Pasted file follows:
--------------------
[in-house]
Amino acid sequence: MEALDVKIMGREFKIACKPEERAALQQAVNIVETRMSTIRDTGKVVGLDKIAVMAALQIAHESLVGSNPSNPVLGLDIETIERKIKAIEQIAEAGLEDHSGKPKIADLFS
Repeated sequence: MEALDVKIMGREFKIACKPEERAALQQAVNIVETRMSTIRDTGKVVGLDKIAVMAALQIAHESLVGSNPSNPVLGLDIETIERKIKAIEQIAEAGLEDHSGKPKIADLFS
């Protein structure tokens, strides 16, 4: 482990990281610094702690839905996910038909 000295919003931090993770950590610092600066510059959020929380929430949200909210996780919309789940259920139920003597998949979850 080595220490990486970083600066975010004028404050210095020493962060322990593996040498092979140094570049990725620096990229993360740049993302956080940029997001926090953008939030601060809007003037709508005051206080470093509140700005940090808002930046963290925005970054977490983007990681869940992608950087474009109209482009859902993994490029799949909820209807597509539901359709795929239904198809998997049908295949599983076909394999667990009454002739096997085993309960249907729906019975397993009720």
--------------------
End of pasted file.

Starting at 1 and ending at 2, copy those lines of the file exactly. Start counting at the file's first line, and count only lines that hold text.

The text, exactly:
[in-house]
Amino acid sequence: MEALDVKIMGREFKIACKPEERAALQQAVNIVETRMSTIRDTGKVVGLDKIAVMAALQIAHESLVGSNPSNPVLGLDIETIERKIKAIEQIAEAGLEDHSGKPKIADLFS